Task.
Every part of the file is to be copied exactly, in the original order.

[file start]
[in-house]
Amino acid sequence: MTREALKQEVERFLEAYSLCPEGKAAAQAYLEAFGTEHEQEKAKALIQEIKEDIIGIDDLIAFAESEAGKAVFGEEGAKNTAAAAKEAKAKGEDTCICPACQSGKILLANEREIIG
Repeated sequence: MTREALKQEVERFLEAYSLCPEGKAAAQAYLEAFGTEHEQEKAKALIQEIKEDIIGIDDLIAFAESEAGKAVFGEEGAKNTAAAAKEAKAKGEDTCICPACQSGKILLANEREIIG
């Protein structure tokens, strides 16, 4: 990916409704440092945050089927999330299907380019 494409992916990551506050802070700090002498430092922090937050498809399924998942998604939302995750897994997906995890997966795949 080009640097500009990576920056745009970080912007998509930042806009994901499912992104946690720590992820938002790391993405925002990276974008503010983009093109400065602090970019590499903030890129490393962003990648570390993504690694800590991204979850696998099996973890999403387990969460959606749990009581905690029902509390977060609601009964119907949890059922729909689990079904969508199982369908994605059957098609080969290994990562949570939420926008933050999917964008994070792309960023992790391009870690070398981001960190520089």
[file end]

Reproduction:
[in-house]
Amino acid sequence: MTREALKQEVERFLEAYSLCPEGKAAAQAYLEAFGTEHEQEKAKALIQEIKEDIIGIDDLIAFAESEAGKAVFGEEGAKNTAAAAKEAKAKGEDTCICPACQSGKILLANEREIIG
Repeated sequence: MTREALKQEVERFLEAYSLCPEGKAAAQAYLEAFGTEHEQEKAKALIQEIKEDIIGIDDLIAFAESEAGKAVFGEEGAKNTAAAAKEAKAKGEDTCICPACQSGKILLANEREIIG
């Protein structure tokens, strides 16, 4: 990916409704440092945050089927999330299907380019 494409992916990551506050802070700090002498430092922090937050498809399924998942998604939302995750897994997906995890997966795949 080009640097500009990576920056745009970080912007998509930042806009994901499912992104946690720590992820938002790391993405925002990276974008503010983009093109400065602090970019590499903030890129490393962003990648570390993504690694800590991204979850696998099996973890999403387990969460959606749990009581905690029902509390977060609601009964119907949890059922729909689990079904969508199982369908994605059957098609080969290994990562949570939420926008933050999917964008994070792309960023992790391009870690070398981001960190520089």